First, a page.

Wrong Again on Cuba
Posted: Dec 19, 2007 4:46pm ET
I told you so.
It is always a little dangerous for a journalist to openly pronounce, “I told you so.” But I had one of those moments today when I opened the front section of the New York Times. On page 2, there was an article headlined: “Report Finds U.S. Agencies Distracted by Focus on Cuba.”
Here’s the lead paragraph:
Catching Americans who travel illegally to Cuba or who purchase cigars, rum or other products from the island may be distracting some American government agencies from higher-priority missions like fighting terrorism and combating narcotics trafficking, a government audit to be released Wednesday says.
Duh! I’m been saying the same thing for years, complaining that investigations into the importation of cigars were costing millions of dollars as well as posing an unintended danger. I always complained that if U.S. Customs agents were being vigilant for cigars, what else were they missing.
The NYT story, based on a report by the Government Accountability Office, said that in Miami, custom agents conduct “secondary inspections” of people arriving on charter flights from Cuba at more than six times the rate of passengers arriving from nations know for illegal drug exports.
And, the story says, between 2000 and 2006, in the Office of Foreign Asset Control, the Treasury Department agency that enforces the Trading with the Enemy Act, “61 percent of its investigation and penalty caseload involved Cuba embargo cases.” Furthermore, the New York Times story said that during that same period the OFAC opened 10,823 investigations into possible violations involving Cuba and just 6,791 investigations on all other cases.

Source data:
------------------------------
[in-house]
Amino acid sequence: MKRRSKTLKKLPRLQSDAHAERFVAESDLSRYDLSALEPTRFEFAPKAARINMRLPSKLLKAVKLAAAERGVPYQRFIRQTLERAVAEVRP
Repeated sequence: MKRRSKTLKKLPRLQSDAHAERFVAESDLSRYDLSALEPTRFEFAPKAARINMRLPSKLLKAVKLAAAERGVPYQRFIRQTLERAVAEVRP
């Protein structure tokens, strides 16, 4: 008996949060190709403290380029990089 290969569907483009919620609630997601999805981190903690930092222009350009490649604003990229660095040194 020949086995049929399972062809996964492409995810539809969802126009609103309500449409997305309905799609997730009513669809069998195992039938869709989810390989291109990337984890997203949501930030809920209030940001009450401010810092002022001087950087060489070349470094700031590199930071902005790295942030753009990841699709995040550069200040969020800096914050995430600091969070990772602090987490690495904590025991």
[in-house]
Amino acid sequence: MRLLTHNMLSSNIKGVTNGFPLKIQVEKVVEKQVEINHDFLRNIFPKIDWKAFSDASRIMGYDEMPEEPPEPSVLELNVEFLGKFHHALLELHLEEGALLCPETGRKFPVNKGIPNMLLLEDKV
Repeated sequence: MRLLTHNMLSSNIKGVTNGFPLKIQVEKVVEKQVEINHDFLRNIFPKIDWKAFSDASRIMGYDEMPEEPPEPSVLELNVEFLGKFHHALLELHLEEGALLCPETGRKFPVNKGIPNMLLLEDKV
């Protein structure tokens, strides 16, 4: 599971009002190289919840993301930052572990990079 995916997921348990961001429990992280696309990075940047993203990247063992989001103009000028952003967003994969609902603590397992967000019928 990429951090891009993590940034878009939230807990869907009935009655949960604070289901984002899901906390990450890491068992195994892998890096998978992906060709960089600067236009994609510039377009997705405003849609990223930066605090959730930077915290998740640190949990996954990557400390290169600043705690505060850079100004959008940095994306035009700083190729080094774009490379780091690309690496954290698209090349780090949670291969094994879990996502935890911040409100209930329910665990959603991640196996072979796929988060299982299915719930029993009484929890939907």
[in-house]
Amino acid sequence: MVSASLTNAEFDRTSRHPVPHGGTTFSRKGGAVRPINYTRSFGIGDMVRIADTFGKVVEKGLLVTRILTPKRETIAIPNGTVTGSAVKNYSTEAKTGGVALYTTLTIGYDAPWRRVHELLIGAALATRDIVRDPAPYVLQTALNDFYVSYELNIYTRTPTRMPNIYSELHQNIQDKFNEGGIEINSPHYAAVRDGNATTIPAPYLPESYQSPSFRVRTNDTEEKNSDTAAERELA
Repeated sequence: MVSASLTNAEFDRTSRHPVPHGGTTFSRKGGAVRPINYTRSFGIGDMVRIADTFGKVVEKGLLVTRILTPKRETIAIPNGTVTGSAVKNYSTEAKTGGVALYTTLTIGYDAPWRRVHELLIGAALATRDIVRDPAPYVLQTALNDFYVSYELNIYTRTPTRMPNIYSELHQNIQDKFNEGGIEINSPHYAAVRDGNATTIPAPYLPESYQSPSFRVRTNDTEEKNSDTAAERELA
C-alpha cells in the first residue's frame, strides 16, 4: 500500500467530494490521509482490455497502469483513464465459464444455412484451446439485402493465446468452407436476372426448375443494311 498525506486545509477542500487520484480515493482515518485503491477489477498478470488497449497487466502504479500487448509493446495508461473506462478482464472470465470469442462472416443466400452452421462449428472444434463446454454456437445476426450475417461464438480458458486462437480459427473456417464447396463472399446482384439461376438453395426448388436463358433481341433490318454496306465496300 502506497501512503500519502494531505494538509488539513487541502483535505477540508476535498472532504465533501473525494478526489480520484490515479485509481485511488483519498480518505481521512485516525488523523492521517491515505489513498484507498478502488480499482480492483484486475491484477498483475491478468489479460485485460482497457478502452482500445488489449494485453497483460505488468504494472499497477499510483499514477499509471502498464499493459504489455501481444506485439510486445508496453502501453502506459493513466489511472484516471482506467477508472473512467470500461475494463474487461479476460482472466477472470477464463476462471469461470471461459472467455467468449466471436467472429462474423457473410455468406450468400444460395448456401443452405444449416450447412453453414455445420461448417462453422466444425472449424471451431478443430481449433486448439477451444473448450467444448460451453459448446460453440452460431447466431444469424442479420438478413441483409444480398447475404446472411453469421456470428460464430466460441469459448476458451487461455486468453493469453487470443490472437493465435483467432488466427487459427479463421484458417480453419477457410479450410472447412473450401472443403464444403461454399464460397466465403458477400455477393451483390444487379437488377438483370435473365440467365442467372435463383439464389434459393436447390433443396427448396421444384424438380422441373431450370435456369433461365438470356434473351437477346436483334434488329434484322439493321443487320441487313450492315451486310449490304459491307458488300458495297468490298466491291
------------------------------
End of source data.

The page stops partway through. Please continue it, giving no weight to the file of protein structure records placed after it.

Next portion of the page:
Guess what. OFAC is also in charge of operations to freeze terrorists’ assets overseas. But seizing cigars is more important than illegal narcotics and terrorist funds. Oh, I’m sure they would deny that charge, but the agency’s actions speak louder than whatever excuses they want to make. Look at the stats: nearly double the number of investigations into Cuba as other targets, which implicitly means terrorist funds.
Even if you’re not a cigar smoker, you should be mad as hell. This is not only a misuse of our tax monies, but by stupidly pursuing an out-dated policy toward Cuba, the government is endangering everybody.
I could go on and on. I know the “I told you so” phrase is hollow in cases like this. But I didn’t know what else to do over the year except throw some light on the absurdity of OFAC’s actions. I just didn’t know how absurd. Now, I do, and you do too.
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